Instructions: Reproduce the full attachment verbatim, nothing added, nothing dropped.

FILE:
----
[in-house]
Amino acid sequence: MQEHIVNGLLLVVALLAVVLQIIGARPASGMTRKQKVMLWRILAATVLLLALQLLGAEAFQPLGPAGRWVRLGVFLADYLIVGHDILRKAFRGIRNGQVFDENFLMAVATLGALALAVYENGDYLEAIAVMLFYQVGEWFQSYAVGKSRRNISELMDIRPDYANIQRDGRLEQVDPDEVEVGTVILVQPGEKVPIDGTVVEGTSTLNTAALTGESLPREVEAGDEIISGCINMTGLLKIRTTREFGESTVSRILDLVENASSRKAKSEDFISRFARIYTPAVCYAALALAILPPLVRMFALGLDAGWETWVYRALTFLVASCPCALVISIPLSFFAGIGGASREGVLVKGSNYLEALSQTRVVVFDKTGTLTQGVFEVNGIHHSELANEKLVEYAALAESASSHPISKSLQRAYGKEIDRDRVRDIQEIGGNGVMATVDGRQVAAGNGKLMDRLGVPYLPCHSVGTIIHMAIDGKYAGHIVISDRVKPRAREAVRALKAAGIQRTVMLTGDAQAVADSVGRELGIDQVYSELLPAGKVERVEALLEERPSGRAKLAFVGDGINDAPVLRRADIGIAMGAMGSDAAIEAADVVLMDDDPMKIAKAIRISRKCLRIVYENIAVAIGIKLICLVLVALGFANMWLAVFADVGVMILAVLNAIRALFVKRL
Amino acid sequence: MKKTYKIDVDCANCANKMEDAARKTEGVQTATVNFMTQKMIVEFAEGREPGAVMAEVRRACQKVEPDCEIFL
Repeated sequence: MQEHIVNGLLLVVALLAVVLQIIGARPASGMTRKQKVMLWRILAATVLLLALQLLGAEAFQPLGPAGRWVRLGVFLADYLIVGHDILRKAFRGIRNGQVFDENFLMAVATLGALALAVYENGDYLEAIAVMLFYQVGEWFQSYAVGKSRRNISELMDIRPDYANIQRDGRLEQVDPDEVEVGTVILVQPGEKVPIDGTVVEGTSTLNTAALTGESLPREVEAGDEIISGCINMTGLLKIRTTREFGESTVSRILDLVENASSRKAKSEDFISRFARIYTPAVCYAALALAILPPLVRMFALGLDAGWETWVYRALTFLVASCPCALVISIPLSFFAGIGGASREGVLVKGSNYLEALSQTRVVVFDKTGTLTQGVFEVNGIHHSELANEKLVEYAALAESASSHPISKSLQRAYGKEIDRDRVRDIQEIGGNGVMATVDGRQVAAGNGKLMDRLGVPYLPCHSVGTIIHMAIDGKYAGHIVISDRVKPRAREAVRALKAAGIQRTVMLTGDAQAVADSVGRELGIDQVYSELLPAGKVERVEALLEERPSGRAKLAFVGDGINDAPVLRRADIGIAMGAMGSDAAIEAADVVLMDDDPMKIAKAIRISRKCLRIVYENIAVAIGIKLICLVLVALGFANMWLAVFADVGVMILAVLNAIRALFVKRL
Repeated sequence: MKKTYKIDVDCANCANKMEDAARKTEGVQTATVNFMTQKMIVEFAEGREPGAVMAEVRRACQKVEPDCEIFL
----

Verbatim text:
[in-house]
Amino acid sequence: MQEHIVNGLLLVVALLAVVLQIIGARPASGMTRKQKVMLWRILAATVLLLALQLLGAEAFQPLGPAGRWVRLGVFLADYLIVGHDILRKAFRGIRNGQVFDENFLMAVATLGALALAVYENGDYLEAIAVMLFYQVGEWFQSYAVGKSRRNISELMDIRPDYANIQRDGRLEQVDPDEVEVGTVILVQPGEKVPIDGTVVEGTSTLNTAALTGESLPREVEAGDEIISGCINMTGLLKIRTTREFGESTVSRILDLVENASSRKAKSEDFISRFARIYTPAVCYAALALAILPPLVRMFALGLDAGWETWVYRALTFLVASCPCALVISIPLSFFAGIGGASREGVLVKGSNYLEALSQTRVVVFDKTGTLTQGVFEVNGIHHSELANEKLVEYAALAESASSHPISKSLQRAYGKEIDRDRVRDIQEIGGNGVMATVDGRQVAAGNGKLMDRLGVPYLPCHSVGTIIHMAIDGKYAGHIVISDRVKPRAREAVRALKAAGIQRTVMLTGDAQAVADSVGRELGIDQVYSELLPAGKVERVEALLEERPSGRAKLAFVGDGINDAPVLRRADIGIAMGAMGSDAAIEAADVVLMDDDPMKIAKAIRISRKCLRIVYENIAVAIGIKLICLVLVALGFANMWLAVFADVGVMILAVLNAIRALFVKRL
Amino acid sequence: MKKTYKIDVDCANCANKMEDAARKTEGVQTATVNFMTQKMIVEFAEGREPGAVMAEVRRACQKVEPDCEIFL
Repeated sequence: MQEHIVNGLLLVVALLAVVLQIIGARPASGMTRKQKVMLWRILAATVLLLALQLLGAEAFQPLGPAGRWVRLGVFLADYLIVGHDILRKAFRGIRNGQVFDENFLMAVATLGALALAVYENGDYLEAIAVMLFYQVGEWFQSYAVGKSRRNISELMDIRPDYANIQRDGRLEQVDPDEVEVGTVILVQPGEKVPIDGTVVEGTSTLNTAALTGESLPREVEAGDEIISGCINMTGLLKIRTTREFGESTVSRILDLVENASSRKAKSEDFISRFARIYTPAVCYAALALAILPPLVRMFALGLDAGWETWVYRALTFLVASCPCALVISIPLSFFAGIGGASREGVLVKGSNYLEALSQTRVVVFDKTGTLTQGVFEVNGIHHSELANEKLVEYAALAESASSHPISKSLQRAYGKEIDRDRVRDIQEIGGNGVMATVDGRQVAAGNGKLMDRLGVPYLPCHSVGTIIHMAIDGKYAGHIVISDRVKPRAREAVRALKAAGIQRTVMLTGDAQAVADSVGRELGIDQVYSELLPAGKVERVEALLEERPSGRAKLAFVGDGINDAPVLRRADIGIAMGAMGSDAAIEAADVVLMDDDPMKIAKAIRISRKCLRIVYENIAVAIGIKLICLVLVALGFANMWLAVFADVGVMILAVLNAIRALFVKRL
Repeated sequence: MKKTYKIDVDCANCANKMEDAARKTEGVQTATVNFMTQKMIVEFAEGREPGAVMAEVRRACQKVEPDCEIFL